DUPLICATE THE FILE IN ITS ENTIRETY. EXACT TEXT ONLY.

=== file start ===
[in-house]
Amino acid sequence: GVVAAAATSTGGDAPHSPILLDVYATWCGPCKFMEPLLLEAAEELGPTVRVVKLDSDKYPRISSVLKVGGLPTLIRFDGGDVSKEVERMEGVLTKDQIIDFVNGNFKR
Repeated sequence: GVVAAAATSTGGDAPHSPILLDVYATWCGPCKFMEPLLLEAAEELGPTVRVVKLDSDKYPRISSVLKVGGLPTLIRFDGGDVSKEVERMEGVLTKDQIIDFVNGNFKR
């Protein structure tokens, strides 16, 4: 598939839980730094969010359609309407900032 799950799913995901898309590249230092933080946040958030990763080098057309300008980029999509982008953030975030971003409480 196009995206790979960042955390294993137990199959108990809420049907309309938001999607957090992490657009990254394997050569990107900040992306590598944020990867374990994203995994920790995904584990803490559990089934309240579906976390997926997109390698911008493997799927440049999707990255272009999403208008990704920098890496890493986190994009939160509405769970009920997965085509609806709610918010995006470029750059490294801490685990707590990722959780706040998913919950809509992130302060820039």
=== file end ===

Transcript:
[in-house]
Amino acid sequence: GVVAAAATSTGGDAPHSPILLDVYATWCGPCKFMEPLLLEAAEELGPTVRVVKLDSDKYPRISSVLKVGGLPTLIRFDGGDVSKEVERMEGVLTKDQIIDFVNGNFKR
Repeated sequence: GVVAAAATSTGGDAPHSPILLDVYATWCGPCKFMEPLLLEAAEELGPTVRVVKLDSDKYPRISSVLKVGGLPTLIRFDGGDVSKEVERMEGVLTKDQIIDFVNGNFKR
């Protein structure tokens, strides 16, 4: 598939839980730094969010359609309407900032 799950799913995901898309590249230092933080946040958030990763080098057309300008980029999509982008953030975030971003409480 196009995206790979960042955390294993137990199959108990809420049907309309938001999607957090992490657009990254394997050569990107900040992306590598944020990867374990994203995994920790995904584990803490559990089934309240579906976390997926997109390698911008493997799927440049999707990255272009999403208008990704920098890496890493986190994009939160509405769970009920997965085509609806709610918010995006470029750059490294801490685990707590990722959780706040998913919950809509992130302060820039």